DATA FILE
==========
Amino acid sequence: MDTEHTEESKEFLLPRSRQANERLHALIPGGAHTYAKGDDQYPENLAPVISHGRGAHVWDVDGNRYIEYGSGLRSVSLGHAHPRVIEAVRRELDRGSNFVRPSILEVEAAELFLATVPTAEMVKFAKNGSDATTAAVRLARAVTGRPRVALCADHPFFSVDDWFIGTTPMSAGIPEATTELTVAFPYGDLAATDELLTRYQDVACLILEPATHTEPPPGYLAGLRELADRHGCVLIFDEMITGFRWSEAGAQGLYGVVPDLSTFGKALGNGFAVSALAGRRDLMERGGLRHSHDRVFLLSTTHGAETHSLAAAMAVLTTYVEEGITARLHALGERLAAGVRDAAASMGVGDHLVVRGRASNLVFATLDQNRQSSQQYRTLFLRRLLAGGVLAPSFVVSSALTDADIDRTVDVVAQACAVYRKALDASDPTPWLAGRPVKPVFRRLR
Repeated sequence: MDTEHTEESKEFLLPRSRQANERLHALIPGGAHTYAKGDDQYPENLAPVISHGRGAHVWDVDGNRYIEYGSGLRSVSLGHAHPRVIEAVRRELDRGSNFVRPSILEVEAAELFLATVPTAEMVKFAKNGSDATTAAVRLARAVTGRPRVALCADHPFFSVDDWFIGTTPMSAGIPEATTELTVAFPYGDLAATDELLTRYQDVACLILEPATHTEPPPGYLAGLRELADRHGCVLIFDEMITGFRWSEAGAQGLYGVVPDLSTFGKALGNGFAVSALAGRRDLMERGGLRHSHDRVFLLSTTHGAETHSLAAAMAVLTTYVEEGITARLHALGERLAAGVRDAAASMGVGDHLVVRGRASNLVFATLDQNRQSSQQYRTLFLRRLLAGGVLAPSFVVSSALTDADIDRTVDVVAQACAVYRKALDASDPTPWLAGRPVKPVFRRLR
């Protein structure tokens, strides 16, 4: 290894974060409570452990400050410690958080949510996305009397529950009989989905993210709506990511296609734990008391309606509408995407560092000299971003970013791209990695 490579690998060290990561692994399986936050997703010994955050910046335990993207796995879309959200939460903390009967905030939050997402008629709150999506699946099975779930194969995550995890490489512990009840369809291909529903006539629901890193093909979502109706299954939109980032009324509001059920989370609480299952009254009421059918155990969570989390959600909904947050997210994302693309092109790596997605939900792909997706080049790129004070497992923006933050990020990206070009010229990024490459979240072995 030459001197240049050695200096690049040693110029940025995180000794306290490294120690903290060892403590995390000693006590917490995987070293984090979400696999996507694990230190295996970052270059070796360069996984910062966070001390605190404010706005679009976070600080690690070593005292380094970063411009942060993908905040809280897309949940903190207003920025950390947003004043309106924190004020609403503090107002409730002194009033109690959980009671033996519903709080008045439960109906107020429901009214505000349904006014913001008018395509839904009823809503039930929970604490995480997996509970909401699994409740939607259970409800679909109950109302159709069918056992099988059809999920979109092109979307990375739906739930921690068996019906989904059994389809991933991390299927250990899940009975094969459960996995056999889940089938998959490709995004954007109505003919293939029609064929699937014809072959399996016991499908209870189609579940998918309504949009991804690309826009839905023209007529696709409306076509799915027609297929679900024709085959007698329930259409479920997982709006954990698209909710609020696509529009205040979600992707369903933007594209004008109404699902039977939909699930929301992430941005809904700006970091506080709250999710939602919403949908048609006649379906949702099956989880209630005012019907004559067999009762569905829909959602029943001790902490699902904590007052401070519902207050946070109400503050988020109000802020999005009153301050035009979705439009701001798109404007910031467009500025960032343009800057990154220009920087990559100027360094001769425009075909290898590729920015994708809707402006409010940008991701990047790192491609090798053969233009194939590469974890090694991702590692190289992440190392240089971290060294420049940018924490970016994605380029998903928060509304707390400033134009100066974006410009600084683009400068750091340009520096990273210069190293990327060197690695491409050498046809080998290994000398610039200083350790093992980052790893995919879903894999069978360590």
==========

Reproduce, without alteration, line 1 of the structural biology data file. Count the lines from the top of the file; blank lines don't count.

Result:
Amino acid sequence: MDTEHTEESKEFLLPRSRQANERLHALIPGGAHTYAKGDDQYPENLAPVISHGRGAHVWDVDGNRYIEYGSGLRSVSLGHAHPRVIEAVRRELDRGSNFVRPSILEVEAAELFLATVPTAEMVKFAKNGSDATTAAVRLARAVTGRPRVALCADHPFFSVDDWFIGTTPMSAGIPEATTELTVAFPYGDLAATDELLTRYQDVACLILEPATHTEPPPGYLAGLRELADRHGCVLIFDEMITGFRWSEAGAQGLYGVVPDLSTFGKALGNGFAVSALAGRRDLMERGGLRHSHDRVFLLSTTHGAETHSLAAAMAVLTTYVEEGITARLHALGERLAAGVRDAAASMGVGDHLVVRGRASNLVFATLDQNRQSSQQYRTLFLRRLLAGGVLAPSFVVSSALTDADIDRTVDVVAQACAVYRKALDASDPTPWLAGRPVKPVFRRLR